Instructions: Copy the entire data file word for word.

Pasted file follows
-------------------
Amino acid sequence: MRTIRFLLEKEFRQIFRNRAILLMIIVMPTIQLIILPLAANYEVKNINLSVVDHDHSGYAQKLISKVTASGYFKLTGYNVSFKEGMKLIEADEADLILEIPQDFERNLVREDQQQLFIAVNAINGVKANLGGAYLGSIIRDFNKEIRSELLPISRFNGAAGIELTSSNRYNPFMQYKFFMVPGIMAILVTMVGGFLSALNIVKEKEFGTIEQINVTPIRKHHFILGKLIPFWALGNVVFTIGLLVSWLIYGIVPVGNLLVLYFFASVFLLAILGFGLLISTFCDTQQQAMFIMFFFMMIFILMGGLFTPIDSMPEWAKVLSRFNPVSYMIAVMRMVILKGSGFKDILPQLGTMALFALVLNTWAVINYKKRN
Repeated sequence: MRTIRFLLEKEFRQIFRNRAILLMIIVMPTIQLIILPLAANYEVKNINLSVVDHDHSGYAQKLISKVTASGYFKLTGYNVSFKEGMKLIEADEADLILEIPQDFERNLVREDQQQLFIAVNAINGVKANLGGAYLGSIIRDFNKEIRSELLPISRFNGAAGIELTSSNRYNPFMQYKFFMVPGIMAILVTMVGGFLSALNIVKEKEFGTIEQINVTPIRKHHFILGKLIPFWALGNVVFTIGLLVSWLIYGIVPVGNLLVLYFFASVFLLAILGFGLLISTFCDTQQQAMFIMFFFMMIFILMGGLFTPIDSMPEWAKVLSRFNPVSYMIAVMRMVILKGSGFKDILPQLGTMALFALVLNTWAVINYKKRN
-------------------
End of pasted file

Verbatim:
Amino acid sequence: MRTIRFLLEKEFRQIFRNRAILLMIIVMPTIQLIILPLAANYEVKNINLSVVDHDHSGYAQKLISKVTASGYFKLTGYNVSFKEGMKLIEADEADLILEIPQDFERNLVREDQQQLFIAVNAINGVKANLGGAYLGSIIRDFNKEIRSELLPISRFNGAAGIELTSSNRYNPFMQYKFFMVPGIMAILVTMVGGFLSALNIVKEKEFGTIEQINVTPIRKHHFILGKLIPFWALGNVVFTIGLLVSWLIYGIVPVGNLLVLYFFASVFLLAILGFGLLISTFCDTQQQAMFIMFFFMMIFILMGGLFTPIDSMPEWAKVLSRFNPVSYMIAVMRMVILKGSGFKDILPQLGTMALFALVLNTWAVINYKKRN
Repeated sequence: MRTIRFLLEKEFRQIFRNRAILLMIIVMPTIQLIILPLAANYEVKNINLSVVDHDHSGYAQKLISKVTASGYFKLTGYNVSFKEGMKLIEADEADLILEIPQDFERNLVREDQQQLFIAVNAINGVKANLGGAYLGSIIRDFNKEIRSELLPISRFNGAAGIELTSSNRYNPFMQYKFFMVPGIMAILVTMVGGFLSALNIVKEKEFGTIEQINVTPIRKHHFILGKLIPFWALGNVVFTIGLLVSWLIYGIVPVGNLLVLYFFASVFLLAILGFGLLISTFCDTQQQAMFIMFFFMMIFILMGGLFTPIDSMPEWAKVLSRFNPVSYMIAVMRMVILKGSGFKDILPQLGTMALFALVLNTWAVINYKKRN